On October 17, Liam was committed to a pediatric mental health facility. The family hopes that he will receive a proper evaluation and mental health care. Because of the nature of the breakdown he suffered that started this family crisis, he was placed in handcuffs and driven the two hours in a police car. Michael and Natania are not allowed to ride with him. This is a child who struggles to sit still for even minutes.
The hope is that Liam will be able to return home within two weeks, better able to manage his mental illness.
North Carolina Health News, an independent news organization devoted to the state’s health, picked up the story on October 17.
In the article, Michael does not blame the hospital. “The entire system is broken from a process perspective,” he said. “The system is just so screwed up.”
National Alliance on Mental Illness NC Interim Executive Director Nicholle Karim explains that in the last few decades, money and resources that were initially spent on hospitals and inpatient facilities was given back to the community during a “deinstitutionalization movement”. Karim adds, “What we have created is a crisis-based system,” Karim said. “Unfortunately our system is set up for police officers or hospitals to be that first line of triage,” she added. “It’s not working. That’s certain.”
Because the Barron Harrison family worked hard to spread Liam’s story over social media, Representative Graig Meyer (D-Durham), a social worker, used Twitter to share Natania’s blog post. He later appeared in a live Facebook stream with Natania.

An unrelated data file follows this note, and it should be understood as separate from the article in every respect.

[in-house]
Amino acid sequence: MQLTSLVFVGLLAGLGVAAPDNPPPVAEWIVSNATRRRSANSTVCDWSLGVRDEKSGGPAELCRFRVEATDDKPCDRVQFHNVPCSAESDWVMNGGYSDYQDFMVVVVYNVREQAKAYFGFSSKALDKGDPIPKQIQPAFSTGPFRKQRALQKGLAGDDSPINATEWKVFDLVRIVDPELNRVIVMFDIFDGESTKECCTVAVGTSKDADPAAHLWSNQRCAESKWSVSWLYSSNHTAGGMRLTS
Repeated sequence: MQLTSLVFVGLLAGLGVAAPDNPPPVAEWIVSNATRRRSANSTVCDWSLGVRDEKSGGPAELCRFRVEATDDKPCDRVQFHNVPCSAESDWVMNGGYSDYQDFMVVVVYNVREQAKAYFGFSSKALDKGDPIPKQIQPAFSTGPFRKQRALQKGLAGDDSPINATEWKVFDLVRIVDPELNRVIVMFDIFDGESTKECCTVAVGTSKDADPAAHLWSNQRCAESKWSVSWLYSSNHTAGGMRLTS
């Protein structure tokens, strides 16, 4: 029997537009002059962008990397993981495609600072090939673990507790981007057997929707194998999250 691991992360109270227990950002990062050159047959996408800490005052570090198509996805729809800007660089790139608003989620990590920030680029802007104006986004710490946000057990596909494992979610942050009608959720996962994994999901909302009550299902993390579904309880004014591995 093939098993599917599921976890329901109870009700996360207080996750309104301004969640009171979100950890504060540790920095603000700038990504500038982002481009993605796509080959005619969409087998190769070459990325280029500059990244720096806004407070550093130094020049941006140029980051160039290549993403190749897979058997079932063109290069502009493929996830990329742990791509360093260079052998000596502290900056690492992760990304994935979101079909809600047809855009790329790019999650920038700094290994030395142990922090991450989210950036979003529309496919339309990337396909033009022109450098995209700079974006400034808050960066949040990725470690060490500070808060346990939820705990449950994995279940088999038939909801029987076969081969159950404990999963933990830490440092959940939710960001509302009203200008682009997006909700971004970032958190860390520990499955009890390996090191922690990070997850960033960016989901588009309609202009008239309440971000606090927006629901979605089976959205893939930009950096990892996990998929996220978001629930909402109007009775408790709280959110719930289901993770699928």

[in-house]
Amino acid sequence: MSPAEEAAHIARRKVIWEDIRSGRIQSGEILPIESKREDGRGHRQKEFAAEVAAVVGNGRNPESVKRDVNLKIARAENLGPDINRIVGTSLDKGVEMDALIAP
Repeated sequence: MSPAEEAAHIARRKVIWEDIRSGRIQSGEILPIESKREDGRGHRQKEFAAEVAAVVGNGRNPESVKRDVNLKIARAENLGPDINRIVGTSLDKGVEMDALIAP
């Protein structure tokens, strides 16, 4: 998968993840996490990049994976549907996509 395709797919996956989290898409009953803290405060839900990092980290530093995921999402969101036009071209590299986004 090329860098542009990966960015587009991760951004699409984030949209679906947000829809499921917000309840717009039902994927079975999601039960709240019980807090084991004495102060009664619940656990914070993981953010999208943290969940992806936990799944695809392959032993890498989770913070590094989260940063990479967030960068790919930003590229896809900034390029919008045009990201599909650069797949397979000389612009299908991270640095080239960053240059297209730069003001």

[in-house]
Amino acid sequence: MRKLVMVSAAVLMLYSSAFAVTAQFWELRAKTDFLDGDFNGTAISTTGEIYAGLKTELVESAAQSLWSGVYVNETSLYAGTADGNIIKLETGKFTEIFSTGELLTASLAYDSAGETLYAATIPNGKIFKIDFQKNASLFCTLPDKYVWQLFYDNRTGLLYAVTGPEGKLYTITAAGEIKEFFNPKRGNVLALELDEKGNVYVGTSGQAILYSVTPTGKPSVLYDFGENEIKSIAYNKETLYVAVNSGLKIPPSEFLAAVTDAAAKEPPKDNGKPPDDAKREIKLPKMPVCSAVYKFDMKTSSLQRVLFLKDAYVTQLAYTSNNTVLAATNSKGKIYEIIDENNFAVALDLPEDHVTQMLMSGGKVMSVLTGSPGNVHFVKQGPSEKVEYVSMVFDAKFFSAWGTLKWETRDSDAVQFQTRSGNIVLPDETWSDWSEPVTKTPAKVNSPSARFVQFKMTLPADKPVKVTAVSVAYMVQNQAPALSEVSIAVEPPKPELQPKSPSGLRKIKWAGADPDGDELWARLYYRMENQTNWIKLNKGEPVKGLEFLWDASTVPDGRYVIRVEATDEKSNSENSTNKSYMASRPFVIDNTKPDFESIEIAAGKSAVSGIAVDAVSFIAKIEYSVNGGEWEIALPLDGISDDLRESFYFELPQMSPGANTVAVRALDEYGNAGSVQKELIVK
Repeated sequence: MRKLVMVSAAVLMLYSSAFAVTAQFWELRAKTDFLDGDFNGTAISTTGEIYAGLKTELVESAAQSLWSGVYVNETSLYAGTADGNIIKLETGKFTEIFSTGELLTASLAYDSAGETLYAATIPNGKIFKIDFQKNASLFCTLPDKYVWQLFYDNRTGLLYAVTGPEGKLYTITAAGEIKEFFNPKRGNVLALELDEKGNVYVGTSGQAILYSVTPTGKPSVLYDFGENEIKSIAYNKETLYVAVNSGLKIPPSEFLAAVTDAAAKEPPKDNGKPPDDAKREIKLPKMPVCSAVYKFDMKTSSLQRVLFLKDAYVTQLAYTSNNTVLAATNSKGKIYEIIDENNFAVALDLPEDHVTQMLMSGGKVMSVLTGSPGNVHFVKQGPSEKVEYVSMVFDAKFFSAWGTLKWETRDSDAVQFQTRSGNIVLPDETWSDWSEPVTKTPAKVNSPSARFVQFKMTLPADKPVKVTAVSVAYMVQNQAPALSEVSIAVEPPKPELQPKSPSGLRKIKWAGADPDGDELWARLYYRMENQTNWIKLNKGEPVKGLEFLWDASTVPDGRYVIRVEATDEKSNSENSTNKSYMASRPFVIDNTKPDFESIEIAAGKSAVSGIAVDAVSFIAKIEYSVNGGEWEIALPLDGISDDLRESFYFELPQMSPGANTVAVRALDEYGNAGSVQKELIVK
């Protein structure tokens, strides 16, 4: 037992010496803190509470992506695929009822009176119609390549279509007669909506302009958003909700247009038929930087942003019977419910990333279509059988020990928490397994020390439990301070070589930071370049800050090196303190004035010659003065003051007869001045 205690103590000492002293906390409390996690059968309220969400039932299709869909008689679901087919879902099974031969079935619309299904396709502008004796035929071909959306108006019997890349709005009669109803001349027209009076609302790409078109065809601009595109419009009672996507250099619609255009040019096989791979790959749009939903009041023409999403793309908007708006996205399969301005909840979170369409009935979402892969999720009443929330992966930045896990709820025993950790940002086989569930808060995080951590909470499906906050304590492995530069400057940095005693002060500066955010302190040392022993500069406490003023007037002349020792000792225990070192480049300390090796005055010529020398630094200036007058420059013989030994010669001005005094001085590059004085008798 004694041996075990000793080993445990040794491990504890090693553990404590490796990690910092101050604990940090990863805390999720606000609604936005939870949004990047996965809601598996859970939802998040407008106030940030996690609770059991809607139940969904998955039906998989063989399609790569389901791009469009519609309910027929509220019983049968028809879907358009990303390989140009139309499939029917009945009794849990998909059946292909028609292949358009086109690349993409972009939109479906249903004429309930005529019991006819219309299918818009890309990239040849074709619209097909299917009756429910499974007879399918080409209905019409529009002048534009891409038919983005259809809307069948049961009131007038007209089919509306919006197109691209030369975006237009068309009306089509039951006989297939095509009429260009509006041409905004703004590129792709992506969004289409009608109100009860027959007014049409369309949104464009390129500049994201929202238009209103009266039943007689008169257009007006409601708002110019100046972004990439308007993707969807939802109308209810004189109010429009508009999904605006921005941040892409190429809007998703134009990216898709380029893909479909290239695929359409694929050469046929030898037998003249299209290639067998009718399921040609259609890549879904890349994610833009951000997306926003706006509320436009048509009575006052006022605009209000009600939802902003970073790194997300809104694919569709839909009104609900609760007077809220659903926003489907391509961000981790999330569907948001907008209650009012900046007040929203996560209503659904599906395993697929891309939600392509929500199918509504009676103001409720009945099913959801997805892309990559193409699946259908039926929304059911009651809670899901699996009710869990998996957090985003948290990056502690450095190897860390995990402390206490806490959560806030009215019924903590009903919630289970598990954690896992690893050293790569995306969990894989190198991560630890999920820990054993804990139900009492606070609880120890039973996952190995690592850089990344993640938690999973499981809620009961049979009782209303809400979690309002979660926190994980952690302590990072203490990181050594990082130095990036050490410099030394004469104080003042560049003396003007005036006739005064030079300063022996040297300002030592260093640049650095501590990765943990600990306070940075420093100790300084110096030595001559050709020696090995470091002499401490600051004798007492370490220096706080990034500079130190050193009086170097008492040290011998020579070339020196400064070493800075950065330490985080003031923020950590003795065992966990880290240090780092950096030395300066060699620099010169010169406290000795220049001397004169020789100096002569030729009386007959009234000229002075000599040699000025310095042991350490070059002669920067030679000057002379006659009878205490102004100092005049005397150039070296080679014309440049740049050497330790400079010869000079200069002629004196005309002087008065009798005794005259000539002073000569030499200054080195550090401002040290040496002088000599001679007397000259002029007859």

Meyer said, “We have more people receiving psychiatric care in emergency rooms and jails right now than we do in real psychiatric treatment, residential treatment. We just haven’t invested enough money into this system and it’s failing people. It’s hurting kids like Liam and it’s hurting families like Natania’s. We have so much work that we need to do.”
Natania added, “Lives and families are at stake. We are in a crisis in this state and nationwide. This is so much more of an epidemic than we ever thought. There were so many children there that we met, dozens of kids of many ages, many of whom are repeat visitors to the ER who are trying to get the help that they need and for whatever reason are not able to. We do not have the facilities. It’s very necessary for these children to get residential care.”
She admitted that she and Michael are “no longer capable of managing this on our own.” As devastating as it was to leave Liam, she knows this is the only way to get him the care he needs.
This crisis in mental health is not limited to North Carolina. Lauren Rovinsky, a pediatric ER nurse, says that the same issues are happening in Pennsylvania. “They’ve turned an entire section of our ER into a psychiatric holding area since the closure of one of the local psych hospitals. It’s so sad, there’s nowhere for these poor kids and families to go. We have a full waiting room of sick kids because we have so many psychiatric emergencies.”
Rep. Meyer says, “This isn’t going to change until politicians at all levels understand that this is something that we have to take responsibility for. It really should be a campaign issues. We’re talking a lot about health care. We should be talking about mental health as a part of that.”
So what can be done? Share Liam’s story. Reach out to your representatives. Fight for mental health coverage in insurance plans. Keep talking about mental health so that children like Liam have access to the help they desperately need.